HTML and CSS Reference
<p>Welcome <%= playerId %></p>
<canvas id="c" width="800" height="600"
style="border:1px solid #000000;">
Note that the bundle.js file can be minified and obfuscated for added performance and security. The Browserify
options are located in the build.js file. Once the client-side code is compiled, start the server with the following
You should see some logging that ends with this code:
Express server listening on port 3000
The server is now running. To create a new game, enter the following URL in any modern web browser:
This command creates a new game room with the ID 1234 and adds player “Player1” to the room. After the initial
handshake and state transfer, the game will start, and you can direct your light cycle with the W, S, A, and D keys.
To test the networking capability, open a second browser tab, and visit the following URL:
Separate the tabs on your screen so that you can see both at the same time. Note that each tab controls a different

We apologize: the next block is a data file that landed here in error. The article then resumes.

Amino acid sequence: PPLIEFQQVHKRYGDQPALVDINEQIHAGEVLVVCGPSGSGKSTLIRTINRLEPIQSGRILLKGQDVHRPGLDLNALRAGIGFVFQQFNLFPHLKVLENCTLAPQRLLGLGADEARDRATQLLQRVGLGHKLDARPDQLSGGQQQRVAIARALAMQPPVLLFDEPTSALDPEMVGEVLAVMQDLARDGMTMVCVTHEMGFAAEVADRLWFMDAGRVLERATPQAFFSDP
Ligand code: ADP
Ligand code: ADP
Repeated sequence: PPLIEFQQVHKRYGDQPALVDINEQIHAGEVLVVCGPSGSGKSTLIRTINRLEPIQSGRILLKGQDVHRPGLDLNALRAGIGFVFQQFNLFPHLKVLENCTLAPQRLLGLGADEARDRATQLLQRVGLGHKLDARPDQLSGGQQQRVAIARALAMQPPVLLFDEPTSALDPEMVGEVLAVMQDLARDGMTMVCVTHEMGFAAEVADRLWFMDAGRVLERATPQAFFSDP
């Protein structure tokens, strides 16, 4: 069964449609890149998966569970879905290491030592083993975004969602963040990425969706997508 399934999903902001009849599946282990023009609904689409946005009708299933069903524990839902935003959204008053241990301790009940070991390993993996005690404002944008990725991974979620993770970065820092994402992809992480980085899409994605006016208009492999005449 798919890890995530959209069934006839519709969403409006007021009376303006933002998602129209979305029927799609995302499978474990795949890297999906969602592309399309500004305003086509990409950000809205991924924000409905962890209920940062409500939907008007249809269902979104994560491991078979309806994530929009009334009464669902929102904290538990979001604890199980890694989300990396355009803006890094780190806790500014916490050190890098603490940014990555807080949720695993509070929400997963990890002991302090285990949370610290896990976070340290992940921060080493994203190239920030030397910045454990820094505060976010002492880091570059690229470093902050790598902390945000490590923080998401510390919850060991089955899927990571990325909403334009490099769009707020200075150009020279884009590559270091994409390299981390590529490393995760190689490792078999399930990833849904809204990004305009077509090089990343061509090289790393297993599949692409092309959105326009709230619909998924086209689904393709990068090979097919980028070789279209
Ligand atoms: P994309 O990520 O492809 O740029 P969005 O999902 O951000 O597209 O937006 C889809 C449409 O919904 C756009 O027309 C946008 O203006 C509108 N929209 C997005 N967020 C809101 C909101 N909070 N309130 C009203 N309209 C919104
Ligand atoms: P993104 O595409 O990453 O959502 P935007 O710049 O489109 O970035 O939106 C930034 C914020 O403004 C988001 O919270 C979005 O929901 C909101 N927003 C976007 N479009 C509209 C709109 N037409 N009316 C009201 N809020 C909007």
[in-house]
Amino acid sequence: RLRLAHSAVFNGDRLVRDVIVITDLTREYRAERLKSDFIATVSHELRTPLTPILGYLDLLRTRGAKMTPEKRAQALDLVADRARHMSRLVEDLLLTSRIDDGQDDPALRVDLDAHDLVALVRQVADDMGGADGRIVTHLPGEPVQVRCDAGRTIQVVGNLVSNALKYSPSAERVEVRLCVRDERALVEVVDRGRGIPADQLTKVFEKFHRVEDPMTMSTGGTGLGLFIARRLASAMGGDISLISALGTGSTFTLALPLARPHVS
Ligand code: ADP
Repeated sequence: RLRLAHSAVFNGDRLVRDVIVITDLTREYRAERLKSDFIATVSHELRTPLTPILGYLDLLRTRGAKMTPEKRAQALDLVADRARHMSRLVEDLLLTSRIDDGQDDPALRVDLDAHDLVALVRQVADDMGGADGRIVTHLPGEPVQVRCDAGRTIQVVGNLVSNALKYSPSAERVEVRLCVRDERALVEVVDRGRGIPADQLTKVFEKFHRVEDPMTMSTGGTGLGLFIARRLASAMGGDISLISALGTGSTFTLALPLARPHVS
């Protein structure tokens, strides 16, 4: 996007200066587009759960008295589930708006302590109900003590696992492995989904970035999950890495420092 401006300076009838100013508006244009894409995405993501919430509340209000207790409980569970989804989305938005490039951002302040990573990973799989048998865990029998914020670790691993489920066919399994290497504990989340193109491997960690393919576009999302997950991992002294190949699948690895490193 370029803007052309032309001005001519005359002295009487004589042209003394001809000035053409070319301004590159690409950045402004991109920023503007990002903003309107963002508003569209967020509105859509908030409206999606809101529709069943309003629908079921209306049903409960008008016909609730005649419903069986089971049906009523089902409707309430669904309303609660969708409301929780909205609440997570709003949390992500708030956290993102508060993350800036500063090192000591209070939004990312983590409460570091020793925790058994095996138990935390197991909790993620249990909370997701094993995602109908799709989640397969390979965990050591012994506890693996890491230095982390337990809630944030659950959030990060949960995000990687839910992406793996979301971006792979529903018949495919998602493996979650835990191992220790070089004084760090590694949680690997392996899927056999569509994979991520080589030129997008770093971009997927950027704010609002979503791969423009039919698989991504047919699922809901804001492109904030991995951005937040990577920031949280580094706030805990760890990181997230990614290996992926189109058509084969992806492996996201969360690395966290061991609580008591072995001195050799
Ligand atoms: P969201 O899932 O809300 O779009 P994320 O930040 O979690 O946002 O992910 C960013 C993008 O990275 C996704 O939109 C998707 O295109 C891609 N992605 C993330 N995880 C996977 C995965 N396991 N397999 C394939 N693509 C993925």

player but that the changes from one player are propagated to the other player in rea -time. The remainder of the
chapter is dedicated to explaining how this demo application works.
The Game State
As described previously, it is important to keep the game state as small as possible. The game state for FrightCycle
contains the following elements:
• Tick : An integer that is incremented at every game engine update.
• GameStartTick : This contains the tick when the game begins (i.e., when the light cycles begin
moving); if less than the current tick, the game is active.
• Players : An associative array that holds objects for each light cycle (where it is, the trails it has
left behind, who is controlling it,and so on).
• ConnectedClients : A list of player IDs that were connected to the game server during this state.